A beat writer who covers the Capitals ran down press row right after Korbinian Holzer scored his first NHL goal, one that held up as the Maple Leafs’ game-winner in a 3-2 decision Tuesday night.
“Who is he?” wondered the writer.
Fans might be wondering the same thing, not of the rookie Holzer but of the entire Maple Leafs lineup. Who are these guys?
They are a team without any goals from Phil Kessel, a team without Carl Gunnarsson and Jake Gardiner — their best defencemen last year — on the blue line and yet finding ways to win and stay in the playoff race.
They are a team that can be frustratingly bad one night, with fans and critics believing they should tank the season to get a high draft pick. Then they are world beaters the next, playing a refined brand of Randy Carlyle hockey.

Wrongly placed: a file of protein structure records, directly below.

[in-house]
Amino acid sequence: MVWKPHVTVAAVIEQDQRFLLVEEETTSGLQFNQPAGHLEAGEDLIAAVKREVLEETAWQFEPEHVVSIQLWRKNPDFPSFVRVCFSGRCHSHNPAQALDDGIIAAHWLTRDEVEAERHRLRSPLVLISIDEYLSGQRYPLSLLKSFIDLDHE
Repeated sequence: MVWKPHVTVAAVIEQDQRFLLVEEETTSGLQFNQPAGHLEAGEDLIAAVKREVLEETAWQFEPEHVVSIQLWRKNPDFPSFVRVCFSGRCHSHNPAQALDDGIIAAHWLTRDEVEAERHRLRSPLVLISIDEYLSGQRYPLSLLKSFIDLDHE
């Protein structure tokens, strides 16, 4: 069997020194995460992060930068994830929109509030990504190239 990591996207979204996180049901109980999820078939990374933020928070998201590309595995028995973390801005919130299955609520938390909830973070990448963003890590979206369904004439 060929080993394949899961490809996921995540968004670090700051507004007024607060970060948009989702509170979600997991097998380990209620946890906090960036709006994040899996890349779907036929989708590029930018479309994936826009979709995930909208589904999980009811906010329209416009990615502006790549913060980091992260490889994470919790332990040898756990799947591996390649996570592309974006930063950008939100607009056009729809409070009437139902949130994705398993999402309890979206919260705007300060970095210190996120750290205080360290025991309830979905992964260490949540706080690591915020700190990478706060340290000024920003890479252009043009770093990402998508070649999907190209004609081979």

And they’re a team that suddenly looks like it has its goaltending figured out.
Rangy Ben Scrivens — with his manic, scrambly net presence — made his first start in six games. He held the fort to give the win-a-couple, lose-a-couple Maple Leafs a boost.
“You ask your goaltender to give you a chance to win and I thought Scrivens did that,” said Carlyle. “This is a big game for a guy that didn’t play that many in the NHL. This is a raucous building. The crowd is noisy. The Capitals have a lot of firepower and he responded.”
Scrivens was at his best in the third, making a pair of blocker saves late in the game after Mike Ribeiro had scored to get the Capitals within one.
“It’s good to have a good one,” said Scrivens, who’d like to tone down his game a tad. “I try not to be quote/unquote athletic. I try to be a little more in control. That being said, I’ll take the save any way I can get it.”
If there is a common thread connecting Leaf successes, it’s the way they have responded to Carlyle. He spent Tuesday morning urging defencemen to find a way to get the puck to the net, to contribute to the offence. He didn’t care how: hard shot, weak shot, any shot. He yelled as much from the bench during the game.